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by Denys Parker

I thought I'd keep those brain cells going while you are hot after the Christmas/New Year break.

Have a look at the photo and the circuit. This one has to be rare surely. I've had it a long time but have never cleaned it up.

It is a 332 Tropical with 'MADE IN ENGLAND' on a gold sticker and 'P.M.G. 38' in white on a black rectangle on the base. There are no tracks on the base for a drawer though the blanking piece is there. The circuit, which is in good condition for a change, is placed inside on the base where the drawer would go. The case is marked C over another C BA. The Dial and handset are later replacements from the 50's so no clues there.

The capacitor is marked EC/95733/C. The Bell Coils P25326. The Induction Coil looks like a BPO 22. The wiring is silk & cotton covered.

The most interesting parts are the terminal strips, which are brown fibreboard. There are 6 terminals only on the main one, L1, L2, E & M, R & MR. The dial terminal strip has 4 terms only. Brown & Slate from the dial are connected under Term 3.

The bullet shaped plunger tip on the cradle switch is also brown, not black.

The cradle switch is totally different to anything I've seen before and is positioned on the chassis above the main terminal strip and not off to the side. The hole in the chassis between the switch and the terminal strip is quite large.

I have an October 1938 "Telecom. Journal of Australia" which has a good article on the "about to be introduced in Australia" 332AT which was expected here about mid 1939. This article shows good photos and circuits and is of the 332 we know with a 13 terminal main block and 5 for the dial made out of black bakelite or ebonite.

I reckon I have a very early 1938 332 made by GEC. I have never seen another with that cradle switch or another "Tropical". It may have even been a trial phone for the PMG before they finalised the design of the 332. What do you think? What can you collectors tell me about TROPICAL telephones? The WAR effort must have slowed the export of 332 types to Australia.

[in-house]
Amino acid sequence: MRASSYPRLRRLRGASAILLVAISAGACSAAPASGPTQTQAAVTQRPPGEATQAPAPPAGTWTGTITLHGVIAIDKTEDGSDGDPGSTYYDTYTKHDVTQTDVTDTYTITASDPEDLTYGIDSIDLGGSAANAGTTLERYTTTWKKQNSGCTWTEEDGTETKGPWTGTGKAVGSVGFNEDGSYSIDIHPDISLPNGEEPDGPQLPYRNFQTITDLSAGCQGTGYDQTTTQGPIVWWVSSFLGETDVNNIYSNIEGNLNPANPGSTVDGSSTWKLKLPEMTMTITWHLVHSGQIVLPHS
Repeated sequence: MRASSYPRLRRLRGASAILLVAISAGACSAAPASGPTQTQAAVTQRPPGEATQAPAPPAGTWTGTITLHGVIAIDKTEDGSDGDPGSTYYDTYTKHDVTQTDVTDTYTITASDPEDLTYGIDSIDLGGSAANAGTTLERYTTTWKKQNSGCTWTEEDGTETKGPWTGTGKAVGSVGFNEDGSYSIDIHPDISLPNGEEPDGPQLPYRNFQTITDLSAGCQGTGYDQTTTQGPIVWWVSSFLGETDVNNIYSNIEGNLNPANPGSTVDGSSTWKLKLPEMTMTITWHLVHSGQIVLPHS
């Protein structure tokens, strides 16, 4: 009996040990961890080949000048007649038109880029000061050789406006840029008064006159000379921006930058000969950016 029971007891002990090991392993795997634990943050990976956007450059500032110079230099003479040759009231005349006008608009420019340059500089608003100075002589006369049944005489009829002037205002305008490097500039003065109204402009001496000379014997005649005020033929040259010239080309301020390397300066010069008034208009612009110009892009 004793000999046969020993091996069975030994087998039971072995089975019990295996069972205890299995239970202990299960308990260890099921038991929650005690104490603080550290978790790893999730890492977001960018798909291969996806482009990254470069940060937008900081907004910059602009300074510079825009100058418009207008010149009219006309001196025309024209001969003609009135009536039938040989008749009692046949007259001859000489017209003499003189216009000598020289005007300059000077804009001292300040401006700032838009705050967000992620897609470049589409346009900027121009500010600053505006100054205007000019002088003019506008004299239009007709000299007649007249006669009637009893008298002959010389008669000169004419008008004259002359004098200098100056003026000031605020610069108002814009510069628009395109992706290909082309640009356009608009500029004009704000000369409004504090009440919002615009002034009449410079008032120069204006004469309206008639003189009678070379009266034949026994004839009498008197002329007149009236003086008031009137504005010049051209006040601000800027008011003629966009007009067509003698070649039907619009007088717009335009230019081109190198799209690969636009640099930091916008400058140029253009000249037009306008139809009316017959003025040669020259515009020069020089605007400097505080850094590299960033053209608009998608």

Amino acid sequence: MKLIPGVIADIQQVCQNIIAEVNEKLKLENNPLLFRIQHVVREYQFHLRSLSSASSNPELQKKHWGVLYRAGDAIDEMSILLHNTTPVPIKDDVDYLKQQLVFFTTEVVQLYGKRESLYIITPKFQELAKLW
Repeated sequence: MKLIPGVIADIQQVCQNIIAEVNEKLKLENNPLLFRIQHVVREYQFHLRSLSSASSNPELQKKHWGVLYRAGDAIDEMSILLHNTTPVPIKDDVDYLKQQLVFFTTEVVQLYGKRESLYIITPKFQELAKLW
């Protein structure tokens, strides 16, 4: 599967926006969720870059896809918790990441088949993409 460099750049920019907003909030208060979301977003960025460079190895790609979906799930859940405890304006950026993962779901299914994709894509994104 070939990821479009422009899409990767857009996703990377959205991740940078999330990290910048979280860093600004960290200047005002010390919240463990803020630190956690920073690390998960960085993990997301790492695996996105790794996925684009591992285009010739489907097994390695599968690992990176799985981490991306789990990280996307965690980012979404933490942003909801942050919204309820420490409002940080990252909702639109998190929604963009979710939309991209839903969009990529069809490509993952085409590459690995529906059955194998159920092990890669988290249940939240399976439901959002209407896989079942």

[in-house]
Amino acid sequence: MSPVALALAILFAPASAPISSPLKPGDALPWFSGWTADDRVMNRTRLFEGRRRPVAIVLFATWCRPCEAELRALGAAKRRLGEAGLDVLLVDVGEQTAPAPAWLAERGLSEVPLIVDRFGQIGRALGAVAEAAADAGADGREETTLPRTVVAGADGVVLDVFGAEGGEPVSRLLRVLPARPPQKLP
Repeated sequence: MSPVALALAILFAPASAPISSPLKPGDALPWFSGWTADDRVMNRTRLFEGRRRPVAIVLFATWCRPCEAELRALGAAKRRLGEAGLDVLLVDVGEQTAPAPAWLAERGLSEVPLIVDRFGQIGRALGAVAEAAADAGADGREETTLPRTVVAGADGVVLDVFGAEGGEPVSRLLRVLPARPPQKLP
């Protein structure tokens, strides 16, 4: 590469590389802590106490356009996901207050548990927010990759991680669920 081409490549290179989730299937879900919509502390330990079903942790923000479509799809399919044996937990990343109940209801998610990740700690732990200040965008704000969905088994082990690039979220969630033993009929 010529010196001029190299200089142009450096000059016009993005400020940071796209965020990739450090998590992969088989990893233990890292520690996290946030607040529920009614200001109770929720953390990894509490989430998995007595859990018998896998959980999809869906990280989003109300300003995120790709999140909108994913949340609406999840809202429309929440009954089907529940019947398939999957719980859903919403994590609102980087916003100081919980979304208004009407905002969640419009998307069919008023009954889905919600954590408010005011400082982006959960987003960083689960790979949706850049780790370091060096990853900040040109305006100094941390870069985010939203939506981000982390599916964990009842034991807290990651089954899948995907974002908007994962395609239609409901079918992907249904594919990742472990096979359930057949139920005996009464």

I will have to go through what I have left in my collection to find the next oldest.

Denys Parker.

Feedback received from Andrew Emerson (UK) on 18th March......

"As regards Denys Parker's tropical 332, I can confirm it is a GEC production. The KS prefix on the drawing number is unique to GEC's Coventry factory and the slim transfer with 'Made in England' in gold is found an all kinds of GEC products that were made for other customers who would object to the GEC emblem.
This transfer was used on products made for GEC's subsidiaries (such as Reliance Telephones Ltd), for electrical wholesalers who sold these products as their own brand (applies chiefly to intercom telephones installed in blocks of flats and high class residences) and for the railways."

Andy Emmerson
Telecomms Heritage Group, UK.

Feedback received from Martin Barnett (UK) in August 2014......

"I have a GEC tropical 332, the only date on it is on the dial dated C 1952, otherwise internally apart from the later induction coil 27 in lieu of the early 22 the internal layout is identical. I think this means it was a proprietory GEC layout. It would appear then that PMG bought early 332 from different suppliers in 1938. I also have here in the UK both a green, made by Siemens, and black 332 made by ATM which PMG markings and the standard GPO internal layout.
In any event the GEC with coil 22 is early, coil 22 disappears by 1940."

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